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Bill Gates’ “Content is King,” 20 years later



We’re coming up on the 20th anniversary of Bill Gates’ now-famous manifesto, “Content is King,” in which he made a number of predictions concerning the future of the Internet. Keep in mind that, in January of 1996, the Internet, or World Wide Web, was still an object of curiosity to most people, including even those who designed and operated it. Everybody knew how revolutionary the Internet was, but nobody was quite sure how to use it. Yes, the military already was utilizing it for communications, simulations and so on, but the average American was very much puzzled concerning what it meant for her.

I was one of them. I remember getting my first assignment to write about it. It was from Lewis Perdue, at the old Wine Business Monthly magazine, who told me to check the Internet out, and particularly to find out what I could about wine “chat rooms.”

I had no idea what he was talking about. I didn’t know how to get on the Internet (or if “getting on” was even the proper terminology). It turned out I had to go to the Berkeley library, rent time and use a hideously slow dial-up modem. It took forever to get online, and once I finally did, I hardly knew what to look for. But eventually, I found a few wine chat rooms and dutifully wrote up my article.

Back then, there was little talk of email, and none at all of social media. Winery websites were rare as unicorns (if in fact any even existed), and shopping via the Internet was a mere gleam in Jeff Bezos’s eye. Therefore, when Bill Gates wrote his little article, it caught people like a storm. He already was the most famous person in the world of computers and software (along with Steve Jobs), had been on the cover of TIME magazine in 1984 (when he looked like the nerd, Richard Hendricks, on TV’s “Silicon Valley”), and was understood to be a great prognosticator.

The title of Gates’ paper suggested his point. “Content,” he explained, would be the “long-term winner” in the race to make “real money…on the Internet.” And being a businessman, of course, Gates’ goal was for Microsoft to make real money.

Here are the predictions he made, which I have gleaned from the article. Following each prediction, I offer commentary as to how accurate the prediction was in terms of what has subsequently ensued, and to what degree the prediction has come true.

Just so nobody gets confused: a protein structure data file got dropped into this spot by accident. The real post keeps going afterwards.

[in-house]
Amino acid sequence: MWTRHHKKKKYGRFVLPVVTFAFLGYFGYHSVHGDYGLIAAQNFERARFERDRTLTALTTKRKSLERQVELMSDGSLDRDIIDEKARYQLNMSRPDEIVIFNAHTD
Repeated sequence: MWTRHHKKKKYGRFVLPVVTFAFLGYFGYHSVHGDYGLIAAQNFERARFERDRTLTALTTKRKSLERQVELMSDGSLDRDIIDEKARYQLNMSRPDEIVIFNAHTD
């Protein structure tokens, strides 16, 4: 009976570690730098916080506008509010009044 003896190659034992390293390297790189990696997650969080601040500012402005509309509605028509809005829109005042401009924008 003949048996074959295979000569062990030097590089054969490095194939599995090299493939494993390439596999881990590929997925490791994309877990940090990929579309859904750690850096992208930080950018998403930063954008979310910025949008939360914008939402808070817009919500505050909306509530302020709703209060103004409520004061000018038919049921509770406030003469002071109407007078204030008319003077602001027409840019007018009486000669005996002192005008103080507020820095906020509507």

“Supplying information and entertainment” will be the “exciting things” that will fuel people to turn to the Internet.


HAS IT COME TRUE? Big “yes.”

The universal ease of “anyone with a PC and a modem” being able to “publish whatever content they can create.”


HAS IT COME TRUE? Big “yes.”

The ease with which this content can be “distributed worldwide at basically zero marginal cost to the publisher.”


HAS IT COME TRUE? Big “yes.”

“Intense competition,” some of it successful and some of it a dismal failure, “in all categories of popular content.”


HAS IT COME TRUE? Big “yes.”

“Printed magazines” can be “served by electronic online editions.”


HAS IT COME TRUE? Qualified “yes.” It’s still unclear how online advertising can raise the revenues that print advertising did.

“To be successful online, a magazine…must…have audio, and possibly video,” and not just “take what it has in print and move it” online.


HAS IT COME TRUE? Qualified “yes.” Too many magazines do exactly that: move what it has in print online. Magazines need to do a much better job of giving consumers a reason “to put up with turning on a computer to read a screen.” And Gates obviously underestimated the importance of video. “Possibly”? No, definitely.

Concerning the “breadth of information on the Internet,” it will be “enormous…”.


HAS IT COME TRUE? Big “yes,” but Bill Gates conspicuously missed the importance of “SEARCH” in order to find things in this avalanche of information. Perhaps if he had, Microsoft would have invented Google.

Concerning pay for content providers, “The long-term prospects are good, but I expect a lot of disappointment in the short-term as content companies struggle to make money.”


HAS IT COME TRUE? Big “yes.” Gates got it exactly right: Content companies (bloggers included) still struggle to monetize their efforts. Did Gates envision a solution to this problem? He did:

“In the long run, advertising is promising.” He also foresaw subscriptions as revenue-raisers.


HAS IT COME TRUE? No. Gates wrote (1996) “today the amount of subscription revenue or advertising revenue realized on the Internet is near zero.” Now (2015), it still is pitiful, and most content providers can’t hope to make a living through either subscriptions or advertising. So, while Gates understood that “paying for content doesn’t work very well,” he was overly optimistic that the problem would be solved. His statement that “This technology will liberate publishers to charge small amounts of money” has failed to materialize. Unless you’re Parker or Jancis or somebody like that, almost no wine blogs make money.

Finally–gotta say it–Bill Gates missed social media. If he’d stumbled onto that, Microsoft could have invented Facebook.